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Indications for Thyroidectomy

One of the major indications is a diagnosis of thyroid cancer.
Also, the existence of cold or hot thyroid nodules could be an indication for operative treatment.
Besides malignancies, thyroidectomy is also an option for patients with symptomatic thyroid masses or goiters. The patients have compressive symptoms including dysphagia, dyspnea, shortness of breath, and/or hoarseness due to a large goiter.
Cosmetic concerns due to an enlarged but symptom-free goiter may also be an indication for thyroidectomy.
Another indication would be with medically refractory autoimmune diseases (like Grave’s disease) or hyperthyroidism.

Types of Thyroidectomy

Depending on the indication, a thyroidectomy can include total or partial removal of the gland. For malignant diseases, the total removal of the gland is recommended.
In the case of benign pathologies that do not affect the entire thyroid gland, a lobectomy with or without isthmusectomy is sufficient.

Surgical Treatment Options

Thyroid surgery can be performed with conventional or minimally invasive techniques.
Conventional open thyroidectomy is still a standard procedure that includes a collar incision of a few centimeters depending on the indication.

For thyroid tumors smaller than 3 cm, a minimally invasive technique could be an option. The approach to the thyroid gland can be cervical (MIVAT = minimally invasive video-assisted thyroidectomy) or extracervical (axillary approach, chest approach, or clavicular approach).
Special imaging equipment and instruments are needed.

Challenges in Thyroid Surgery

A total or partial thyroidectomy can be a challenging procedure due to the complex anatomy of the gland, the limited space in the cervical area, and the surrounding structures such as nerves (e.g. recurrent laryngeal nerve) blood vessels, and several muscle layers. There is a risk of damaging these sensitive structures during surgery causing intra- and postoperative bleeding or vocal-nerve damage.
In particular, damage to the recurrent laryngeal nerve can result in paralysis of the vocal cords.
Anatomical variations of the thyroid gland and how it is attached to the surrounding tissue due to the disease could also present challenges during surgery.

Surgical Equipment


  • Suction/irrigation unit
  • ESG-400 high-frequency generator (monopolar pencil, often bipolar forceps)
  • USG-400 ultrasound generator
  • Neuromonitoring generator for IONM
  • Tracheotomy set


Instruments for Open Surgery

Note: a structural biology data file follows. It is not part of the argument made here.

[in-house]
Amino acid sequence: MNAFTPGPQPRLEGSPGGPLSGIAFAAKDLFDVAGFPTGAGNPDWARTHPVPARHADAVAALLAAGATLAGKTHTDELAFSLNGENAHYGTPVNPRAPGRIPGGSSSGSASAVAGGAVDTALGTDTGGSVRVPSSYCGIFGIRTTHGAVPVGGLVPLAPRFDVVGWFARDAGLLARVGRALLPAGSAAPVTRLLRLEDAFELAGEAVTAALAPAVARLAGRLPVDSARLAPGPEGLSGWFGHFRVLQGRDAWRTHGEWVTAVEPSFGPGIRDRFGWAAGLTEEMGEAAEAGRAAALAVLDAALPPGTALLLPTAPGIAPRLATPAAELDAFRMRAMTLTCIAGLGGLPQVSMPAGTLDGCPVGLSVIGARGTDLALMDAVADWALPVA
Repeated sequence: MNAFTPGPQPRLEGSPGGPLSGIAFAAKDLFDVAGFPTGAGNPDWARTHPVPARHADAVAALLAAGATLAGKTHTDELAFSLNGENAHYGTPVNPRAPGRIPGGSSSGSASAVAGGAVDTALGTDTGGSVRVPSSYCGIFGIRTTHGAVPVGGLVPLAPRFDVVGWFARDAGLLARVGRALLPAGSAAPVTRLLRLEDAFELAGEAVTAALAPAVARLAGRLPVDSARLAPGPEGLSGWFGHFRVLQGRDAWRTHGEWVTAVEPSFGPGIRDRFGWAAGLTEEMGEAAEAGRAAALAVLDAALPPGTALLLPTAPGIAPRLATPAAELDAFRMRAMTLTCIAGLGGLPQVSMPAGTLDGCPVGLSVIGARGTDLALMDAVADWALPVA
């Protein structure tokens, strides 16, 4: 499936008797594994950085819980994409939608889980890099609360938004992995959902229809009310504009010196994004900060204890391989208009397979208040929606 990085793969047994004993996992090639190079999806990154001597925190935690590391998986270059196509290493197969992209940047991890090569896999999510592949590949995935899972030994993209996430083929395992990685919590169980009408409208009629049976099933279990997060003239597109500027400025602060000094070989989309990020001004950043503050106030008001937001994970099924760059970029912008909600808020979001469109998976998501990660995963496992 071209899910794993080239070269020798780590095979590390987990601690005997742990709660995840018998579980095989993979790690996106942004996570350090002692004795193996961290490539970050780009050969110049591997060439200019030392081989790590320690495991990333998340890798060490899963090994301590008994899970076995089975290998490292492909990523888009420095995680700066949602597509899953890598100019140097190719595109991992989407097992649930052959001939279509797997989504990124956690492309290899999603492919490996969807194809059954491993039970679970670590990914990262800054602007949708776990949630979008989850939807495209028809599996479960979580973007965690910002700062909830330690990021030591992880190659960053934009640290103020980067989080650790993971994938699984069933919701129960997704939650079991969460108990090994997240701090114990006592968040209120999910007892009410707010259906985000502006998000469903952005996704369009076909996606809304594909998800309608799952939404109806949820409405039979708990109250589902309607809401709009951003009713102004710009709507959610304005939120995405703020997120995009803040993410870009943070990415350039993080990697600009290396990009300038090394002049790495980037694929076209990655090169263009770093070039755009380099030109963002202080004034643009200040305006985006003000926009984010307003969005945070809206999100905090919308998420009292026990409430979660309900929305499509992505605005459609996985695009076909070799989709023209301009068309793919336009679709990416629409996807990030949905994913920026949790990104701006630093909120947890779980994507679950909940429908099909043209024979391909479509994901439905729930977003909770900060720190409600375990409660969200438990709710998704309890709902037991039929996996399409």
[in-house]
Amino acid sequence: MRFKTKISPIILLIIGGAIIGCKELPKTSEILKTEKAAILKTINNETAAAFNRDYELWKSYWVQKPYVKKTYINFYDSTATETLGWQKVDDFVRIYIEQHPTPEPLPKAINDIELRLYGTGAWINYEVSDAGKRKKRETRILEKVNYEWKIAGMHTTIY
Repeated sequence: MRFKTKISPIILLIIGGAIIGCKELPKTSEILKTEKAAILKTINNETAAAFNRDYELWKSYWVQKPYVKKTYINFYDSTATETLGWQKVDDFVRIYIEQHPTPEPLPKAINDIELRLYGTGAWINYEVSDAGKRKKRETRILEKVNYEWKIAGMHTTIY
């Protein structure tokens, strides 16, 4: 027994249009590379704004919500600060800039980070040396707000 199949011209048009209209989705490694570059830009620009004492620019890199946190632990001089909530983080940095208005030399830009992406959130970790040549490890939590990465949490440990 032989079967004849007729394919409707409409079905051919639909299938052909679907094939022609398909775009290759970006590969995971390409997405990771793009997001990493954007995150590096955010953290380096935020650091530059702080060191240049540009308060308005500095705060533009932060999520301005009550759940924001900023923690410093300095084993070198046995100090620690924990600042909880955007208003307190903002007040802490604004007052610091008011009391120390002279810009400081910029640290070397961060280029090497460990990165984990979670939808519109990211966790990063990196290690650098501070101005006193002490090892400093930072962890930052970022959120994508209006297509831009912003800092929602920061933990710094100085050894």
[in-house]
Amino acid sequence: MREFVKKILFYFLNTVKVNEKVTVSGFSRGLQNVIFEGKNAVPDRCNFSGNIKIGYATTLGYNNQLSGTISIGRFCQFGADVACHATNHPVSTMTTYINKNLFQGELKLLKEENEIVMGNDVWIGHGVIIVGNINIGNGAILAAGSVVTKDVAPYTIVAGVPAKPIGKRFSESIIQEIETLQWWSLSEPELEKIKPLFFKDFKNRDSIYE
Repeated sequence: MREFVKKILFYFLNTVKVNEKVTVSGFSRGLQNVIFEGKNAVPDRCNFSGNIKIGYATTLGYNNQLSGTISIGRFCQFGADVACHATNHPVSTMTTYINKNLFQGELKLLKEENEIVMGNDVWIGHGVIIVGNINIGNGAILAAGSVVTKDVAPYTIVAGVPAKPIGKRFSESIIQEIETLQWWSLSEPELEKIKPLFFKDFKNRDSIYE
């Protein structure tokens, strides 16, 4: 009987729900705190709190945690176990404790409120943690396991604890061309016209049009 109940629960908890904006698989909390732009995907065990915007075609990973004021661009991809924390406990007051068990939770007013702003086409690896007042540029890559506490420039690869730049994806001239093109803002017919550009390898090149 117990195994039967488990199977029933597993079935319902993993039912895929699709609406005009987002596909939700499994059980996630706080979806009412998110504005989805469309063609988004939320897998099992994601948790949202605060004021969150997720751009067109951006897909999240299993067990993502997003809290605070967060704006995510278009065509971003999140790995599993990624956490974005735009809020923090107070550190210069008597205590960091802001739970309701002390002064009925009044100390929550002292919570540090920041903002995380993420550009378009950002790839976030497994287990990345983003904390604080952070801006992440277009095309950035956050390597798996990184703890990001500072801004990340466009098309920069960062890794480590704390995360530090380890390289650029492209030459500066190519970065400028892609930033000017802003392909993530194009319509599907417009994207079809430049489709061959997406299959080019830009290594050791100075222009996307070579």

• Scalpel
  • Tweezers
  • Scissors
  • Needle holder
  • Clamps
  • Forceps


Further OR Equipment:

  • Ligating clip appliers
  • Suture: 3-0 and 4-0 for ligation and for subcutaneous wound closure
  • Drainage
  • Drapes

Olympus Surgical Tissue Management System (ESG-400 and USG-400)


Intraoperative Neuromonitoring IONM

The intraoperative identification and monitoring of the vocal nerves (vagus nerve, superior/inferior/recurrent laryngeal nerves) in order to protect them during surgery is mandatory.


Any nerve injury or malfunction due to intraoperative compression, crushing, thermal injury, ischemia, ligature, stretching, or traction has to be prevented.


Intermittent stimulation of the dissected field allows tracing of the nerve and its branches differentiating nerve from nearby non-nervous tissue.


The nerves’ vitality and intraoperative prediction of postoperative vocal cord function are constantly checked with a stimulation electrode to detect any visible or audible signal changes immediately. The electrode signals are also documented.

Identification of the Vocal Nerves

Identification of the vocal nerves (vagus nerve, superior/inferior/recurrent laryngeal nerves) during surgery for safe dissection, constant checking of nerve vitality, and intraoperative prediction of postoperative vocal cord function, including intraoperative documentation of nerve activity.


A stimulation electrode with 0.5–1 mA is placed on the nerves.


A generator is monitoring nerve activity and enables the surgeon to detect any visible / audible signal changes immediately.


The patient is placed on the operation table in a supine position. A pillow is placed under the patient’s shoulder because the neck needs to be slighty hyperextended. The table is tilted in a 20° anti-Trendelenburg position.

The surgeon stands on the right or left side, contralaterally to the side of operation. In this brochure, the described thyroidectomy is started on the left side. Thus the surgeon is located at the patient’s right side. Assistant 1 is on the opposite side of the surgeon and assistant 2 is positioned toward the patient’s head. The nurse is positioned at the patient’s feet. During a total thyroidectomy, the surgeon and the assistant 1 change sides.

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